Anne Shirley was always at the top of her class, constantly had her head in a book, and as Marilla told her, “could talk the hind leg off a mule.” But before Anne had the chance to go to school with students of her own age, she seemed to already possess these scholastic qualities, as well as her unusual vocabulary. So what made her so smart?
“I had, in my vivid imagination, a passport to the geography of Fairyland. In a twinkling I could – and did – whisk myself into regions of wonderful adventures, unhampered by any restrictions of time or place.” – Lucy Maud Montgomery, “The Alpine Path”
Ever since Lucy Maud Montgomery was a young girl, she had a keen imagination, just like her famous heroine Anne. The impressions that objects in the natural world made on her were so deep and lasting that Lucy Maud couldn’t help but write about them in whatever outlet she could- whether it was her novels, essays or letters to friends.
For about a month now Anne of Green Gables the Animated series has been airing on PBS across the U.S. The animated series consists of 26 episodes that are geared towards children between the ages of 4-9. These episodes deal with a specific educational theme that children can relate to.
In the days leading up to Mother’s Day, we are often exposed to the poems, sonnets and quotes that have been written about mothers throughout history. But here is a look at what motherhood actually means to mothers themselves, as told directly from the point of view of the famous author of Anne of Green Gables.
One of the most appealing threads in the Road to Avonlea and Anne of Green Gables series is the relationship between the older and younger female residents of Avonlea. Janet King’s relationship with her children is symbolic of the traditional roles and origin of motherhood. However, Sara Stanley and Anne Shirley represent a different approach to family life.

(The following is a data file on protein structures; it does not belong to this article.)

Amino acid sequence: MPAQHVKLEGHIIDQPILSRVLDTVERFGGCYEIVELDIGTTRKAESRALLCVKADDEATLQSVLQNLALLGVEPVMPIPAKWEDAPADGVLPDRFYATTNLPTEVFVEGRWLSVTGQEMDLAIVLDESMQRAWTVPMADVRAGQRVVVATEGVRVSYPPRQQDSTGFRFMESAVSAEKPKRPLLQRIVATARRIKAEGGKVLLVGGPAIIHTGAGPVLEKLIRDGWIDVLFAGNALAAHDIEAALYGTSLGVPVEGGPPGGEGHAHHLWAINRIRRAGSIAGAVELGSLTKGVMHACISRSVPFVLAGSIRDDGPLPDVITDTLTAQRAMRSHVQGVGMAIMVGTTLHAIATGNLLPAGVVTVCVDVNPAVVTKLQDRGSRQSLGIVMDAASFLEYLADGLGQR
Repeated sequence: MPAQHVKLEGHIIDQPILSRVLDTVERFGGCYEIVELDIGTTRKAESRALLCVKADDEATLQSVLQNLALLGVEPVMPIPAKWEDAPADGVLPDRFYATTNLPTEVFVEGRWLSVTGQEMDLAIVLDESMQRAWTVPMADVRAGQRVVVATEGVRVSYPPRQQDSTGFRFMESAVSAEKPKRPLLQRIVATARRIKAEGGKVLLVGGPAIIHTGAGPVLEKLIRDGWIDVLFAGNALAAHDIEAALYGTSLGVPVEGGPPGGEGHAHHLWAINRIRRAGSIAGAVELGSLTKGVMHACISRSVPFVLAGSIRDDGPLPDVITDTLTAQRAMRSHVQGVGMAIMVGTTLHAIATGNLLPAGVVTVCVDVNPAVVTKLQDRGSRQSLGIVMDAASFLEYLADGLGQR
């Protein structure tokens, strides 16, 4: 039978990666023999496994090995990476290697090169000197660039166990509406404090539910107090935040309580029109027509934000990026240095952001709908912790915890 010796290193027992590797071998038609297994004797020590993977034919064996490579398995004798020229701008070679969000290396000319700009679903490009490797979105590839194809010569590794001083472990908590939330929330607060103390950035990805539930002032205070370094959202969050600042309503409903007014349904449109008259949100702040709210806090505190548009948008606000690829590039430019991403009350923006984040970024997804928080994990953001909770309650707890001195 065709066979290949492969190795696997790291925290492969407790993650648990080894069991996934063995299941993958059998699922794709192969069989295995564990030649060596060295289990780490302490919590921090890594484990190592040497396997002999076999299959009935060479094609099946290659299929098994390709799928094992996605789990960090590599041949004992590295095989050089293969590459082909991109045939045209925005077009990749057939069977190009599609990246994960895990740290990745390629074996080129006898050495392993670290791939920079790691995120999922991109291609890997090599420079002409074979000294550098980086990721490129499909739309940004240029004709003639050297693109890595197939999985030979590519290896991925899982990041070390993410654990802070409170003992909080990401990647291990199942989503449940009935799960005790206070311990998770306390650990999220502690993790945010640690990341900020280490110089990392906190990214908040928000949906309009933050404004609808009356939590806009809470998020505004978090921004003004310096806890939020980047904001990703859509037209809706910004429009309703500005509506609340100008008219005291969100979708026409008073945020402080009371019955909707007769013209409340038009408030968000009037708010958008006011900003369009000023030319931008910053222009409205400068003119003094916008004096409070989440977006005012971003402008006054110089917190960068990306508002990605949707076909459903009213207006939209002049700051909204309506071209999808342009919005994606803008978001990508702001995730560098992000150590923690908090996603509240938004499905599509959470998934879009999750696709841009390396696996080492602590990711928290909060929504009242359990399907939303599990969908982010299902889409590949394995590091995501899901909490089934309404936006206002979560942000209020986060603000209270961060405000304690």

“I wonder if, a hundred years or so after you and I are dead someone will dig up our old letters and if so will they create any furore.” – L.M. Montgomery to G. B. MacMillan, 1926
Though she was born nearly one hundred years after Jane Austen, in another country and era, Lucy Maud Montgomery had a lot more in common with the famous Victorian author than you might think.
“Tea first… what do you want for tea? We’ll have whatever you like. Do think of something nice and indigestible.” – Anne of Avonlea
As you may be aware, the true traditional tea custom comes from England. Tea-time in England was a ritual that was refined and, thankfully, it still continues today.
“There’s no scope of the imagination in cooking. You simply have to go by the rules. Last time I made a cake, I forgot to put the flour in it. I was thinking about the lovely joy about us, Diana. I imagined you were desperately ill with small pox, and when everyone deserted you, I went over to your bedside and nursed you back to life.